Temporary restraining order bans use of Diocese’s name, trademarks, symbols
St. George, SC, January 23, 2013 – South Carolina Circuit Court Judge Diane S. Goodstein today issued a temporary restraining order that prevents The Episcopal Church (TEC) and parishes and individuals associated with it from assuming the identity of the Diocese of South Carolina.
The judge’s order states, in part: “No individual, organization, association or entity, whether incorporated or not, may use, assume, or adopt in any way, directly or indirectly, the registered names and the seal or mark of The Protestant Episcopal Church in the Diocese of South Carolina.”
The order specifically prohibits all but a handful of Diocesan employees, directors and trustees who are specified by name from using the Diocese’s identity.
The judge effectively prevents TEC, a voluntary association, and the parishes who support it, from claiming to own or operate the Diocese of South Carolina, an entity that it insists it owns but whose very existence predates The Episcopal Church. The Diocese of South Carolina was established in 1785 and was a founder of TEC nearly five years later. The Diocese is a legally established South Carolina corporation and its trademarks are protected under state law.
TEC and several local parishes that remain associated with it have begun to assume the Diocese’s identity and use its seals, name and trademarks on websites, ads in newspapers, and other documents sent to parish corporations and individuals, and in registration forms mailed to the parishes within the Diocese stating its intent to take actions at its upcoming meeting on January 26.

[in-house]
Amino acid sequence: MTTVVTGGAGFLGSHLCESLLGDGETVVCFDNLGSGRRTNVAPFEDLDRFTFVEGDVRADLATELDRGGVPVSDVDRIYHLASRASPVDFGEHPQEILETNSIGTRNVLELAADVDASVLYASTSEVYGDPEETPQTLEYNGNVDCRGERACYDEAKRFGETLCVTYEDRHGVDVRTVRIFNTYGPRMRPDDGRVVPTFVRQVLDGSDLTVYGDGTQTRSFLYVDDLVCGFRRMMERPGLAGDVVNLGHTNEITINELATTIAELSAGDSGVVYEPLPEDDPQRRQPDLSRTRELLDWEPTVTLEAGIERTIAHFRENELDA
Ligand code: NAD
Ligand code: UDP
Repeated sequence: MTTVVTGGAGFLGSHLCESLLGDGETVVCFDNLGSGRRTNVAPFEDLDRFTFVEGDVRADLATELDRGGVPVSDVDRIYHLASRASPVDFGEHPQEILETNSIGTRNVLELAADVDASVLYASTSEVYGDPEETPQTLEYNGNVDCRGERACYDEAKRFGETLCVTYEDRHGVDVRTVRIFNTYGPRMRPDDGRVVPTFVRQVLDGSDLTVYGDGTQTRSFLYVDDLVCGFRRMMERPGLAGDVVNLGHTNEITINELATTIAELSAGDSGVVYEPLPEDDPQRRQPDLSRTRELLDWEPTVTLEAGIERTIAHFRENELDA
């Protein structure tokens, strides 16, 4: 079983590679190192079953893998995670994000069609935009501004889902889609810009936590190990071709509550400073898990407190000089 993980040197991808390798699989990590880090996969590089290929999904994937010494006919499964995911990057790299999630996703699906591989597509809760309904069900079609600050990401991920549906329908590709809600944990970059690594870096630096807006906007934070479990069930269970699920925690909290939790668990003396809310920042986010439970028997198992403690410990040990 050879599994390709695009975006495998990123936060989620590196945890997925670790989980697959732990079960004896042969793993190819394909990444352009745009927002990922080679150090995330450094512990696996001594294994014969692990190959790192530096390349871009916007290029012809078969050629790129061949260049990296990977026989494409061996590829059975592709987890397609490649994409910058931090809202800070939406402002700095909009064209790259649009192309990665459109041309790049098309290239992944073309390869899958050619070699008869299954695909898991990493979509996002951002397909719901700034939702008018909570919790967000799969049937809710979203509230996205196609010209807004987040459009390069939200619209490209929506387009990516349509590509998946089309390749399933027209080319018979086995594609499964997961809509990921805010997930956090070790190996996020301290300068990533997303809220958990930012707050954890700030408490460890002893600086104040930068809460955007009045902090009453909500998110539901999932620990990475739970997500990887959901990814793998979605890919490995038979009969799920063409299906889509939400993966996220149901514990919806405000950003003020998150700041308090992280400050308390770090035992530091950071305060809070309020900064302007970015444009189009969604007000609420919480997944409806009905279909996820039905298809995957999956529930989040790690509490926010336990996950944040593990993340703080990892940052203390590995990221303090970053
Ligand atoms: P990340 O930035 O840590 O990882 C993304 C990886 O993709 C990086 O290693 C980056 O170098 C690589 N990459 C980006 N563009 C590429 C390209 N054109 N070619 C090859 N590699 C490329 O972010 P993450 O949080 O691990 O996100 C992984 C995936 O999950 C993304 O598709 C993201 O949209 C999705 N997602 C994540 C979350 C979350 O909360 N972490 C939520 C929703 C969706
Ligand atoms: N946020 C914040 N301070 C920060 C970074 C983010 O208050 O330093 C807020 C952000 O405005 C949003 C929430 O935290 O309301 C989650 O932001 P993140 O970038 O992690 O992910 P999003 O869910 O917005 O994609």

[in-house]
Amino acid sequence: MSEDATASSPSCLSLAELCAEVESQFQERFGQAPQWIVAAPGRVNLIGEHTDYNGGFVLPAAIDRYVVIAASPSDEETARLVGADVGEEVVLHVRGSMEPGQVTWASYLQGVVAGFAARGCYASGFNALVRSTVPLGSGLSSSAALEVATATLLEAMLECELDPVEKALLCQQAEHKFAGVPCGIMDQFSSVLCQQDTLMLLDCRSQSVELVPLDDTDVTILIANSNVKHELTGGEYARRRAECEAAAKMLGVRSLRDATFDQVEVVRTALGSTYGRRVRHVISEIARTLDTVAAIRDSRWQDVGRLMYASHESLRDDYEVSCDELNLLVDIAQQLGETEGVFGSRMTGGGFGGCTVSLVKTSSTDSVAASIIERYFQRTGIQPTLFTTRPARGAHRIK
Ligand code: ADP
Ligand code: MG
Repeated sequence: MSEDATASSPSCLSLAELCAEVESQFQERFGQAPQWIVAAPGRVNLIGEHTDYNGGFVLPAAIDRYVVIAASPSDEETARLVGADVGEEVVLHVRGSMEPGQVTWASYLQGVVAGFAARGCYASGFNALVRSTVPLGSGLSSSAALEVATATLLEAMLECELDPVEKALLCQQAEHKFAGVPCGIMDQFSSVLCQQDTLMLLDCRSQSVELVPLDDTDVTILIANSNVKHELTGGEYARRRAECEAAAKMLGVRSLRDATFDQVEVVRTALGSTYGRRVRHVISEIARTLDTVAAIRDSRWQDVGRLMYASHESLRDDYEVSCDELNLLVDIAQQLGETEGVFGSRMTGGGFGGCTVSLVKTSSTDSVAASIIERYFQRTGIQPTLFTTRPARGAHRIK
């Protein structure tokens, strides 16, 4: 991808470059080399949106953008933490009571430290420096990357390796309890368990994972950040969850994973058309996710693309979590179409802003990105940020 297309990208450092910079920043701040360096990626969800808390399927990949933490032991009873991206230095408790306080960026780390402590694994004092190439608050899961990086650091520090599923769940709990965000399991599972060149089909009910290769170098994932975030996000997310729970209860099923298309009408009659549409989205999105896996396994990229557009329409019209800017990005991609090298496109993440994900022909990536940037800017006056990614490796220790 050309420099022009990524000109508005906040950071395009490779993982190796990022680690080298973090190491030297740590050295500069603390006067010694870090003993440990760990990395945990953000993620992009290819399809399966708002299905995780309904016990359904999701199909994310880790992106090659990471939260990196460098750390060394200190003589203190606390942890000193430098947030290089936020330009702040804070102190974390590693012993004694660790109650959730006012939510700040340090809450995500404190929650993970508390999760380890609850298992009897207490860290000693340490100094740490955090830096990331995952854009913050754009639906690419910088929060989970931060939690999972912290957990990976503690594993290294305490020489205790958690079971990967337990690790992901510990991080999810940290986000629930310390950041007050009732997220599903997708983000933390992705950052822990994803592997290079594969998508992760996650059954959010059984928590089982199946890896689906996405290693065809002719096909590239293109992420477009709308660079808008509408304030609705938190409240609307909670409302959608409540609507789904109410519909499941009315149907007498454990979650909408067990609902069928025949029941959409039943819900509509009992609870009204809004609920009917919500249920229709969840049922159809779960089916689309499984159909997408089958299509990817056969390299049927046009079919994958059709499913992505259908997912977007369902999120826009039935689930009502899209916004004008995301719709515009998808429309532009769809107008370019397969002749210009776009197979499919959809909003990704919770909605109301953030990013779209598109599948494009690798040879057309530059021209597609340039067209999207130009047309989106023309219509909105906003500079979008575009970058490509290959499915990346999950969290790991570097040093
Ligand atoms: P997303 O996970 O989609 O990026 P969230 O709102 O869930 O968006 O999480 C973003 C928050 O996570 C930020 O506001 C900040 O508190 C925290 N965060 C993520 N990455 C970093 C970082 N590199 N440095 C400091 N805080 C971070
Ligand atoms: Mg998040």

The order states “The use of the names and marks of the Diocese of South Carolina can affect its goodwill, its third party relationships and create confusion among those with whom it deals in the ordinary course of its business. In short, the ongoing business of the Diocese of South Carolina could be irreparably injured if corporate changes occur in its name, implemented by those without actual corporate authority.”
Judge Goodstein’s order, which takes effect immediately, prohibits such misappropriation of the Diocese’s identity for 10 days. A hearing has been scheduled for February 1 to determine whether the temporary restraining order should be replaced by an injunction that could extend the prohibition until the court rules on a lawsuit filed recently by the Diocese of South Carolina, its trustees and 31 congregations, seeking to protect the Diocese’s real, personal and intellectual property and that of its parishes from a TEC takeover.
The judge’s decision comes days before TEC has scheduled to convene a “special convention” meeting, purportedly to choose new leadership for the Diocese of South Carolina. The stated goal of the meeting is to elect a provisional bishop and clergy and lay people to serve in diocesan positions to fill vacant offices of an organization whose ownership is contested.
TEC has historically filed lawsuits against parishes and dioceses that have disassociated over theological differences with the church, and has evicted congregations from their churches. In all, TEC has filed more than 80 lawsuits, spending more than $22 million in legal fees.
Locally, 44 of the Diocese’s 71 parishes and missions have voted to support the Diocese; 16 support TEC and 11 still remain undecided. The parishes and missions supporting the Diocese represent about 77 percent of the Diocese’s 30,000 members.